Secretive Trans-Pacific Partnership is more treaty than trade deal

Secretive Trans-Pacific Partnership is more treaty than trade deal

A secretive job-killing global trade pact called the Trans-Pacific Partnership (TPP) will soon appear before Congress. Supporters want to rush it through with a procedure called “fast-track” that forces a quick vote and offers no opportunity to amend the deal. This would be a mistake.

The latest draft of the TPP comes out to around 1,000 pages, making public review a challenge even without the severe time constraints fast-track would impose. In reality the deal is more treaty than tariff reduction measure and should not even be eligible for fast-tracking. This deal needs to be fully reviewed as a treaty, debated and voted on by the U.S. Senate in full sunlight, with a two-thirds vote requirement to ratify.


In its current form, the TPP would outsource good jobs, degrade global environmental and working standards and allow investor rights to overrun the rights of workers. The TPP is also packed with special-interest perks thanks to the more than 600 transnational corporations that weighed in on, and in some case wrote, the agreement in secret. Meanwhile the American people have still not been allowed to read it. 

For six years the U.S. trade representative has kept the TPP buried under a top secret classification. Even members of Congress can only read it in a secure room under the watchful eye of a security monitor. I visited that room last week to review several sections of the deal and was not allowed to make copies, keep notes, take pictures, or share anything I learned with anyone unless they have Top Secret security clearance, all under threat of prosecution.

Despite the secrecy, this deal has provisions the American people need to know about. Something called Investor-State Dispute Settlement would allow foreign corporations to sue the United States to force products into our marketplace. If federal or state health, consumer safety, environmental or labor laws ban a product, a three-person panel of international trade lawyers, not subject to Senate confirmation or conflict-of-interest restrictions, can impose heavy fines unless those laws are overturned. These decisions cannot be appealed in any U.S. court.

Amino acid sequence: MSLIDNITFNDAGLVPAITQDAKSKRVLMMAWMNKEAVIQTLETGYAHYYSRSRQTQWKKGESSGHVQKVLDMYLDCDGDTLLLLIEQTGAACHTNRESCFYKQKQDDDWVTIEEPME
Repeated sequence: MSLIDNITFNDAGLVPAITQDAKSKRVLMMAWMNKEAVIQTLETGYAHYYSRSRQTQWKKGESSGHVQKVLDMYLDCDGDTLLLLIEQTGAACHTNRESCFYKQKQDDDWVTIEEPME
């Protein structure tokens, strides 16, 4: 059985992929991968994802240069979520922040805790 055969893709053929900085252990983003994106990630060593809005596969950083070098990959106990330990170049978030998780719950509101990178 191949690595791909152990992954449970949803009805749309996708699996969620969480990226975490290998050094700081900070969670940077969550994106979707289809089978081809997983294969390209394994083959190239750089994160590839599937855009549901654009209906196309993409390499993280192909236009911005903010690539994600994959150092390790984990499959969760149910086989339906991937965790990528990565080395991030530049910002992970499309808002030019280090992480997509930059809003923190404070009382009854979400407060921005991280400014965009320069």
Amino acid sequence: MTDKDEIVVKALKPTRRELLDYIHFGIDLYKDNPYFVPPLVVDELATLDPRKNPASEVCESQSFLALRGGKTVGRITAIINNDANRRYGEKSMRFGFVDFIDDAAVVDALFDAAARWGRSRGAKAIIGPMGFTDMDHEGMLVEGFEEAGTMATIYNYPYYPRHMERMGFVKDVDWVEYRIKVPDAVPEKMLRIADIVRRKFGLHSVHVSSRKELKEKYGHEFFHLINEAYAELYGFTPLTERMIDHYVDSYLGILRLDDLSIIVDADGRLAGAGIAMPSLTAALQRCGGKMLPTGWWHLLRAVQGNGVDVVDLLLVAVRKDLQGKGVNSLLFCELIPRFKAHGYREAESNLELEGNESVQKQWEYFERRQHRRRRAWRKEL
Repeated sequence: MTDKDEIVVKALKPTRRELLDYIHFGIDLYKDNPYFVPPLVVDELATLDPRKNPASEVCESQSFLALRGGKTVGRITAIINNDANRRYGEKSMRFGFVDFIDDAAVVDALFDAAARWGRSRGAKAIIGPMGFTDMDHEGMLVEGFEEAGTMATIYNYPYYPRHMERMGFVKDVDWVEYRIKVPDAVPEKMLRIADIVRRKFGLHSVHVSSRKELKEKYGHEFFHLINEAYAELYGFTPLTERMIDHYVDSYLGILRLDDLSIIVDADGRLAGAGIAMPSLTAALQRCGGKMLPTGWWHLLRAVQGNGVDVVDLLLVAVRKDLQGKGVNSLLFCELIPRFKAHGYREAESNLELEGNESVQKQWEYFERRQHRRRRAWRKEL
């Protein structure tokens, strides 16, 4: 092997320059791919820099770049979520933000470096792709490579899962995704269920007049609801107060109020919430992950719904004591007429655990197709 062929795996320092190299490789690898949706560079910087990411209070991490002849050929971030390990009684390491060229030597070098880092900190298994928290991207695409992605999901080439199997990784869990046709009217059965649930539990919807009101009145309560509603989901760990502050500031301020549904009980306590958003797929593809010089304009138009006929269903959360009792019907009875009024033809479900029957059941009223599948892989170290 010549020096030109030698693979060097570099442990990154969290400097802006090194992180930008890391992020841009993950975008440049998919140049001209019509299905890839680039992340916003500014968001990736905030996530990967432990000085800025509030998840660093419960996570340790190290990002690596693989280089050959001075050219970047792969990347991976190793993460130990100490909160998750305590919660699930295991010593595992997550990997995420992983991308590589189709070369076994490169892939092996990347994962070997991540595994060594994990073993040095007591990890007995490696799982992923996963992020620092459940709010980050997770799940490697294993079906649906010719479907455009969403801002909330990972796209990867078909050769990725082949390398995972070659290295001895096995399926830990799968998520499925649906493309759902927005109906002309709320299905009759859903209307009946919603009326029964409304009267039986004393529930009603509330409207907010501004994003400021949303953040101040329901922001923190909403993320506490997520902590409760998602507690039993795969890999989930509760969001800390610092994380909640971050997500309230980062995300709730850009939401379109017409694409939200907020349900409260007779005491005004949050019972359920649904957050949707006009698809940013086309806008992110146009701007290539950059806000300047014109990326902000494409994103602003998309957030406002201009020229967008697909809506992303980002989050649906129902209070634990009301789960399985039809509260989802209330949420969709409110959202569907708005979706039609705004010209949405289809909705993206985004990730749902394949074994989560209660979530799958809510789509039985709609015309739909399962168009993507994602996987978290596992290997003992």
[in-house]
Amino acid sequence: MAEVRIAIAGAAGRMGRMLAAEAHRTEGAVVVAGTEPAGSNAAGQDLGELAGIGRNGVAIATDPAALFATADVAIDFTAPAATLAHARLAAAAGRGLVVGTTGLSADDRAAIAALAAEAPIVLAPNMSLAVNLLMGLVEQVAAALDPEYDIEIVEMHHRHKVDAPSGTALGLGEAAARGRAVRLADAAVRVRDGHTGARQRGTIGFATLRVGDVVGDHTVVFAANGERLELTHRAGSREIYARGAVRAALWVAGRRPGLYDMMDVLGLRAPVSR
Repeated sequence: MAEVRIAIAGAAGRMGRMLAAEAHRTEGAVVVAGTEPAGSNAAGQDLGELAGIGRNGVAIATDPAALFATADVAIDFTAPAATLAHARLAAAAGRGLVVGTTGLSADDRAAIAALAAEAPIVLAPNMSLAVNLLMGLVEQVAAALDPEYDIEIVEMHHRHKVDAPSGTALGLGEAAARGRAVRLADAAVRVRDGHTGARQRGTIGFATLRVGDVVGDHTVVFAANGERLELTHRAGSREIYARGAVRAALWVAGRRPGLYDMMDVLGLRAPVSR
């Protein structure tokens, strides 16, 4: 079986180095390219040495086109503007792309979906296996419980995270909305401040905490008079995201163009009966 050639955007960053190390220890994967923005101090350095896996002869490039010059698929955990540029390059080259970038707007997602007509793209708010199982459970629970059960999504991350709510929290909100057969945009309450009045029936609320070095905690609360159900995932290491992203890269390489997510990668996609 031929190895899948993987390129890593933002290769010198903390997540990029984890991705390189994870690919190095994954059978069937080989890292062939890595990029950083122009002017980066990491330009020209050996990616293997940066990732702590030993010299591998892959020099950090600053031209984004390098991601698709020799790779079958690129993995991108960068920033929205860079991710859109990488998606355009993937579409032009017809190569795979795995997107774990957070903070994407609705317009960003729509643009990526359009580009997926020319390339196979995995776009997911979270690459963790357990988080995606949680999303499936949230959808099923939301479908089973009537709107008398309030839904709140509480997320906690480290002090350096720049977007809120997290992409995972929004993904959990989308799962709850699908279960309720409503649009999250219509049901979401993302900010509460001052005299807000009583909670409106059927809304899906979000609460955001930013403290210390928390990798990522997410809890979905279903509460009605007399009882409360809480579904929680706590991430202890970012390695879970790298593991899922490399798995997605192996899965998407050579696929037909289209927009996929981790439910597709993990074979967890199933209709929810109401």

The TPP would also nullify many financial safeguards put into place after the Wall Street collapse of 2008. It ignores currency manipulation, a rampant practice internationally. Importantly, like the North American Free Trade Agreement and the United States-Korea Free Trade Agreement before it, it does not open closed foreign markets, nor does it deal with discriminatory border taxes that increase the costs of importing U.S. products and decrease the cost of foreign exports. And many of the labor and environmental provisions in the deal are entirely unenforceable.  

The American people need to gauge the TPP’s impact on workers, the economy and our rule of law. Its complicated provisions need to be unpacked in full view. If the TPP was a good deal for America’s working families, small businesses or manufacturing industries, it wouldn’t be kept secret. Members of Congress would not need to be threatened with prosecution to prevent us from sharing its contents with the American people. 

Our Constitution assigns Congress, not the executive, responsibility “to regulate Commerce with foreign nations.” Using “fast-track” is an end run around the Constitution to force us to rubber-stamp a bad deal. The TPP will outsource good jobs, liquidate America’s industries and punch holes in U.S. sovereignty. Congress and its constituents, the American people, must be allowed access to the TPP — and time to review it. Given the opportunity, Congress could amend this deal and put our economic strength to work for the American people.  

If Congress agrees to give up our constitutional responsibility and fast-track this secretive deal, we will be cashing out America at the expense of future generations.

Kaptur has represented Ohio’s 9th Congressional District since 1983. She sits on the Appropriations Committee.